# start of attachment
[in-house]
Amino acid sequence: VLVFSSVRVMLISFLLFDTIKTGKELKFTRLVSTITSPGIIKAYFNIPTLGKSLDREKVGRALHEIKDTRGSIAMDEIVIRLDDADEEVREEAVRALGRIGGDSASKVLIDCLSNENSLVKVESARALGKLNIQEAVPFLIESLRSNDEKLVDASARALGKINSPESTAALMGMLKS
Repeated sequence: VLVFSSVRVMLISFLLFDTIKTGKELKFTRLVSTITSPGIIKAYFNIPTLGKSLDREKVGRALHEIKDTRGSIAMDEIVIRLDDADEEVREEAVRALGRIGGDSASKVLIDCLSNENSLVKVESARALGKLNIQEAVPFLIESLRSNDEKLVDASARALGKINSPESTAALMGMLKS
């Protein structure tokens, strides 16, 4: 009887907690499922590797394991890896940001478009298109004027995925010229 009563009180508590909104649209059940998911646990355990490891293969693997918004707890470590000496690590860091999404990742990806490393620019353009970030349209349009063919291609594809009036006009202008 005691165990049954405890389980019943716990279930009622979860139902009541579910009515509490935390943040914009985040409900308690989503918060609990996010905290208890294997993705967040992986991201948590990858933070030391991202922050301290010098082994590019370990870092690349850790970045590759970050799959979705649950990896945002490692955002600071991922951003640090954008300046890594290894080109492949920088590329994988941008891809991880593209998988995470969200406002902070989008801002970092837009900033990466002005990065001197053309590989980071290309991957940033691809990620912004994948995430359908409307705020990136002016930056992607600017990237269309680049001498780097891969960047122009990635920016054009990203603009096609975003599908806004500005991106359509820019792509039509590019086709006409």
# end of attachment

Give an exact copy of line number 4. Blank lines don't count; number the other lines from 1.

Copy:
């Protein structure tokens, strides 16, 4: 009887907690499922590797394991890896940001478009298109004027995925010229 009563009180508590909104649209059940998911646990355990490891293969693997918004707890470590000496690590860091999404990742990806490393620019353009970030349209349009063919291609594809009036006009202008 005691165990049954405890389980019943716990279930009622979860139902009541579910009515509490935390943040914009985040409900308690989503918060609990996010905290208890294997993705967040992986991201948590990858933070030391991202922050301290010098082994590019370990870092690349850790970045590759970050799959979705649950990896945002490692955002600071991922951003640090954008300046890594290894080109492949920088590329994988941008891809991880593209998988995470969200406002902070989008801002970092837009900033990466002005990065001197053309590989980071290309991957940033691809990620912004994948995430359908409307705020990136002016930056992607600017990237269309680049001498780097891969960047122009990635920016054009990203603009096609975003599908806004500005991106359509820019792509039509590019086709006409």